Spider research yet to pick up pace in India, say experts

Less encouragement to study the nitty-gritty and poor awareness are hurdles; last major research conducted between 1990s, 2000s

April 01, 2019 12:13 am | Updated 08:32 am IST - Mumbai

The recent discovery of a new species of jumping spiders in Aarey Colony has had arachnologists — specialists in spiders and related animals — and wildlife experts call for a greater focus on studying spiders in India.

While the last major research was conducted between the 1990s and 2000s by Dr. Manju Siliwal, a senior arachnologist who specialises in mygalomorphs, experts believe a lot of diversities of spiders are yet to be discovered in the country.

In a study published on Saturday by Russian peer-reviewed journal Arthropoda Selecta , a team-led by arachnologists Rajesh Sanap, Dr. John Caleb and biologist Anuradha Joglekar announced that they had discovered a new species of jumping spiders in the city’s Aarey Milk Colony.

Named after additional principal chief conservator of forest, Sunil Limaye, Jerzego sunillimaye was found for the first time in 2016. In the research that spanned over the next three years, researchers were able to understand the natural history of this species and explore interesting aspects that were not documented before.

“We were able to explore different habitats such as grasslands, rocky and forested patches to find out the habitat these tiny spiders preferred. Several males and females of various life stages were observed throughout the years, specifically in the monsoon, when the females were observed guarding their egg sacs, while males were seen wandering under the rocks,” Mr. Sanap said.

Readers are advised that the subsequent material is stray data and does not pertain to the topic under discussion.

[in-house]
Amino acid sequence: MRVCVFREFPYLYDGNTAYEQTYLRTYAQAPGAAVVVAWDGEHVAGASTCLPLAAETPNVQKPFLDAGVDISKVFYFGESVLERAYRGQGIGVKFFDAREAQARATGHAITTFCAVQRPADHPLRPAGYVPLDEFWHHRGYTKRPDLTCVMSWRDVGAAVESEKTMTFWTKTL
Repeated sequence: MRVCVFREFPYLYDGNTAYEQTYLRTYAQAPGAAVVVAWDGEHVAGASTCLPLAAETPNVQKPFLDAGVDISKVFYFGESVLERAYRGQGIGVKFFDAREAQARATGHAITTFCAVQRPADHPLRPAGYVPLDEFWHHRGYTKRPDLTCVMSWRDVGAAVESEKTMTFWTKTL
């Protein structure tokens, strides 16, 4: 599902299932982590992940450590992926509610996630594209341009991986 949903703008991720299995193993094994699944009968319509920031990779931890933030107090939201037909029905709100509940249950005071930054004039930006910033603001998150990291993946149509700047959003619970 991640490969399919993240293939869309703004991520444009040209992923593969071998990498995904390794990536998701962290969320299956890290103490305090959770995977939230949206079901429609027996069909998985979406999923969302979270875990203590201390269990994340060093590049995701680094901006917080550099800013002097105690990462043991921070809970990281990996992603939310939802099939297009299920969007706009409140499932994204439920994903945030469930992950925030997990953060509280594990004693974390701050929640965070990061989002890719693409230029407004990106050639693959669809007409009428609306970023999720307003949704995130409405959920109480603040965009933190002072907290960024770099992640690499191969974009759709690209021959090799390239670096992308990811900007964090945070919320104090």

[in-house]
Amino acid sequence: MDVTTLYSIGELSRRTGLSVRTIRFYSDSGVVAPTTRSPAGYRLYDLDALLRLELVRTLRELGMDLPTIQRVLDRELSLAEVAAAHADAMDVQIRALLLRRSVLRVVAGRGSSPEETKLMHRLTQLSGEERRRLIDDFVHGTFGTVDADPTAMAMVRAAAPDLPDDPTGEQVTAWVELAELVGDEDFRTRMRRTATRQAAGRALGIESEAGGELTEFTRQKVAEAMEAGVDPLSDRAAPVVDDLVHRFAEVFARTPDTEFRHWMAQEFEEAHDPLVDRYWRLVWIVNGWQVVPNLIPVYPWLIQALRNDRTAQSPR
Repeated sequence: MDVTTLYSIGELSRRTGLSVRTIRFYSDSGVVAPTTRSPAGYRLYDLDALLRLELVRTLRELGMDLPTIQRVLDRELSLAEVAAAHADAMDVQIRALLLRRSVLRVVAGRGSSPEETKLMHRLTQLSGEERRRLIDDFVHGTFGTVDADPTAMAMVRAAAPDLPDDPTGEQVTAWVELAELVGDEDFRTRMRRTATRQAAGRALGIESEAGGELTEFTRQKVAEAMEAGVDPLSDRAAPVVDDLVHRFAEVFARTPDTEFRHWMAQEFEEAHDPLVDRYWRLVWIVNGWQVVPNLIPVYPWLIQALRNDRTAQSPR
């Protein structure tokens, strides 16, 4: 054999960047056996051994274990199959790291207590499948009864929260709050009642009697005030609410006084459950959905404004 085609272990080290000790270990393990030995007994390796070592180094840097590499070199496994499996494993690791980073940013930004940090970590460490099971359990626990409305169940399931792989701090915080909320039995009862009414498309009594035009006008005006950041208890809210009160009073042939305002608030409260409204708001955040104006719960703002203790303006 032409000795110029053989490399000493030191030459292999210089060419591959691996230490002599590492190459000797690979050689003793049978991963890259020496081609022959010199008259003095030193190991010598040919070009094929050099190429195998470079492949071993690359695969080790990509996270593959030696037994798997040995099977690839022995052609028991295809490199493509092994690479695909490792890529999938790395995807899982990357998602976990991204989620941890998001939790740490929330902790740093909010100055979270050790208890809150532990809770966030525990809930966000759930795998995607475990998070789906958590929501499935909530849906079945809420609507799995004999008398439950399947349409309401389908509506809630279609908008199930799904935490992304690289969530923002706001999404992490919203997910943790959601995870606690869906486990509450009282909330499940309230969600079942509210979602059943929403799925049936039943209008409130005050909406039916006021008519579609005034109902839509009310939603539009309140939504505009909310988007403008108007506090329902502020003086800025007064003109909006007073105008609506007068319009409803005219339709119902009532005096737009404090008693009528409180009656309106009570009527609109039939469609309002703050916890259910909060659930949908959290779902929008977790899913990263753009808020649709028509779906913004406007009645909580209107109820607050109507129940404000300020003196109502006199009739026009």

While other species of jumping spiders such as the Langelurillus Onyx, Langelurillus Lacteus — both described in 2017 — and Piranthus decorus — recorded for the first time in 122 years in the area — have inhabited the Aarey Colony, more studies pertaining to their complete biology, habits and interactions with other species are yet to be carried out. While there are 4,800 species of spiders in the world, India alone accounts for 1,800 spider species.

While the research in other parts of the world such as Thailand, Germany, Canada and the United States has been steady, experts said it is yet to pick up pace in India. “Spiders are important creatures as they are pest-controllers. They are like the tigers of the microhabitat world. Pulling them out could cause ecological imbalance,” Mr. Sanap said.

According to Dr. John Caleb, a Chennai-based arachnologist, who has been researching spiders for the last 10 years, species of spiders other than wolf, crab, orb-weaver and ground spiders have not received enough attention in India.

New in town: Male (left) and female Jerzego sunillimaye.

New in town: Male (left) and female Jerzego sunillimaye.

“Fewer number of arachnologists in India is also a problem. While the research on spiders was catalysed by Dr. B.K. Tikader, considered the father of Indian arachnology, it has subsided over the years,” Dr. Caleb said.

Dr. Manju Siliwal, he said, started working on the ancient group of spiders called the mygalomorphs, and published an updated checklist of Indian spiders in 2005.

“Currently, there are not many researchers taking interest in spiders. This is primarily because of lesser encouragement to pursue spiders and study their nitty-gritty,” he said.

‘Taxonomic study tough’

Dhruv Prajati, another arachnologist from Ahmedabad, said understanding the taxonomy — the morphological features — is tough in India. “Without taxonomic studies, one cannot arrive at a proper conclusion till experts are consulted. Besides that, a lot of specimens collected in India are deposited in museums abroad. While describing new species, we have to draw comparisons with what has already been described, by seeing type specimens, which is hard. Most characters used in the 19th century have been revised and updated over the years and without specimens, identification of species being observed becomes difficult. Efforts to improve and enrich the collection of specimens of spiders in India has just begun,” Dr. Caleb said.

Considered dangerous

Mr. Sanap added the data sharing and awareness about spiders in the country was minimal. “People consider crawling beings as dangerous and some have phobias too. There are also certain baseless myths attached to spiders. One needs to understand that while studying any arthropod, animal or other being, one needs to respect their space,” he said.

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